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What is arthroscopic surgery?
Arthroscopic surgery is a common orthopedic procedure that is used to diagnose and treat problems in joints. The word "arthroscopy" comes from two Greek words: 'arthro,' meaning "joint," and 'scope,' meaning "look." Simply put, arthroscopic surgery is a means to look inside a joint. But arthroscopy is much more than that!
What parts of the body can undergo arthroscopic surgery?
Arthroscopic surgery is most commonly performed on the knee and shoulder joints. Less commonly arthroscoped joints include the wrist, elbow, ankle and hip. The reason the knee and shoulder are the most commonly arthroscoped joints is that they are large enough to manipulate the instruments around, and they are amenable to arthroscopic surgery treatments.
Technically speaking, any joint can be arthroscoped. However, the practicality and the instrumentation available limit our ability to arthroscope every joint for all types of problems. The most common arthroscopic procedures include repairing cartilage and meniscus problems in the knee, and removing inflammation and repairing rotator cuff tears in the shoulder.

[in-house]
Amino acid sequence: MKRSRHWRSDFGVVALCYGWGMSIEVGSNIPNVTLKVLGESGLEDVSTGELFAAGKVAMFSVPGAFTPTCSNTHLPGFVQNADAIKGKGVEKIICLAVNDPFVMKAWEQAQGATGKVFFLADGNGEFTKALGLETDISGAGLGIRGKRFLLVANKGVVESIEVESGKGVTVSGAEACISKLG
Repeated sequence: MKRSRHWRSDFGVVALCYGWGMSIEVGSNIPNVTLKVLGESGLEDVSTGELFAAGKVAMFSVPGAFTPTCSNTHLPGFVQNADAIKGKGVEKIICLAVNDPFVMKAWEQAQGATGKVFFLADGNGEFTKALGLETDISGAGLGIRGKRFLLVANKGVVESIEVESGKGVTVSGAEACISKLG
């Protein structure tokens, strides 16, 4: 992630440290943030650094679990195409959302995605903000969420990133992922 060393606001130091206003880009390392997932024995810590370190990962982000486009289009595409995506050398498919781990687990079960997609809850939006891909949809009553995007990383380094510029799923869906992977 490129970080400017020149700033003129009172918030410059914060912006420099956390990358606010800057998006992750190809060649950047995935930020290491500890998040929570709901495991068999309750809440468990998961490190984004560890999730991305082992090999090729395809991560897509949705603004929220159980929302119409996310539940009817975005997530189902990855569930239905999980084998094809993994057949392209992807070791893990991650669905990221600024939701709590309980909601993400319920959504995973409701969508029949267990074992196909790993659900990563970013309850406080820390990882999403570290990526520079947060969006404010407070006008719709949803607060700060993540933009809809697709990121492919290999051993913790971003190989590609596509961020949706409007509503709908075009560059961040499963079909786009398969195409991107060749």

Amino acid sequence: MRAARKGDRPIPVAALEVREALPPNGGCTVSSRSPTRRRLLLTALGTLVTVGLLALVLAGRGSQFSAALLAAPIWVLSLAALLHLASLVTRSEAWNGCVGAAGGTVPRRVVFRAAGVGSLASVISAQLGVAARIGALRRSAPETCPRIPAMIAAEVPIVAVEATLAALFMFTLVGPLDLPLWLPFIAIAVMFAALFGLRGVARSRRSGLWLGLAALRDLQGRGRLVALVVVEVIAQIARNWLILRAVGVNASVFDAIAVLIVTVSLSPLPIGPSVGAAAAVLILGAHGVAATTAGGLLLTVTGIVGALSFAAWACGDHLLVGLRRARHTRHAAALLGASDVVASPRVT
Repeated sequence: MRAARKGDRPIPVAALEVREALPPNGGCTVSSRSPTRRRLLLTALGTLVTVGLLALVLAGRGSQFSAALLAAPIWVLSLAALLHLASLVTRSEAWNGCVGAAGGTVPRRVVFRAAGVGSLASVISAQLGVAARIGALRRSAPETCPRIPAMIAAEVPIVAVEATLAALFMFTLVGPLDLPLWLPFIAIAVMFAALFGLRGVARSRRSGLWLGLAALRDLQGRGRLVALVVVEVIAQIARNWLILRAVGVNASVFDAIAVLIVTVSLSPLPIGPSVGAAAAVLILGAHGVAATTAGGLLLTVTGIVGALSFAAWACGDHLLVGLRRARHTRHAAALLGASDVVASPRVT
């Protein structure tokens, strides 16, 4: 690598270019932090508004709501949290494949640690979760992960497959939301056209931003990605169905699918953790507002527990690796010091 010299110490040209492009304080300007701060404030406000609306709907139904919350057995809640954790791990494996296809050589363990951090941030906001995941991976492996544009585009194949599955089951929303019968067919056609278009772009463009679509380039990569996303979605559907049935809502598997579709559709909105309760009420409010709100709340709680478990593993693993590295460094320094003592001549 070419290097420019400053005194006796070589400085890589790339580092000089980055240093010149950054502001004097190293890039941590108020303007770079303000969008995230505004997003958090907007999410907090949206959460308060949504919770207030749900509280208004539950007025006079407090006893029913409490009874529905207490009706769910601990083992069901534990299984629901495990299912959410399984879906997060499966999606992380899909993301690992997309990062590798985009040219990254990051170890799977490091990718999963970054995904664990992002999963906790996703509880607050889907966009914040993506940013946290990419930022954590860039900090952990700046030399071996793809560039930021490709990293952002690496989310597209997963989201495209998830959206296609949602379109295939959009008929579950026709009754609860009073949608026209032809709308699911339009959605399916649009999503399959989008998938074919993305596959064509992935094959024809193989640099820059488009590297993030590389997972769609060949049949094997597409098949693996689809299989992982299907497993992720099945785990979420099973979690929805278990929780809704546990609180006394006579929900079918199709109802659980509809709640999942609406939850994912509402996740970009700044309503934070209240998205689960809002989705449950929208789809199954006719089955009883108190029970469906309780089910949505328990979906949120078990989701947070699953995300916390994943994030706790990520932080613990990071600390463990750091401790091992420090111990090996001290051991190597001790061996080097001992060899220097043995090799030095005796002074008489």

How is arthroscopic surgery performed?
When a knee arthroscopy is performed, a camera is inserted into the joint through a small incision (about one centimeter). The arthroscopic surgery camera is attached to a fiberoptic light source and shows a picture of the inside of the joint on a television monitor. The surgeon uses water under pressure to "inflate" the knee allowing more maneuverability and to remove any debris. One or more other incisions are made to insert instruments that can treat the underlying problem. For example, a shaver can be inserted to trim the edges of a meniscus tear.
Is arthroscopic surgery safe?
Understand that arthroscopic surgery is a surgical procedure and involves risks. These may include infection, blood clots, problems with anesthesia, etc. These are serious risks and the decision to undergo arthroscopic surgery should be taken seriously. That said, arthroscopic surgery is a "less invasive" procedure, and when performed for the right indications (meaning the right problems) it is often very successful. Ask your doctor for more information about arthroscopic surgery, and talk about the possible risks of undergoing the procedure.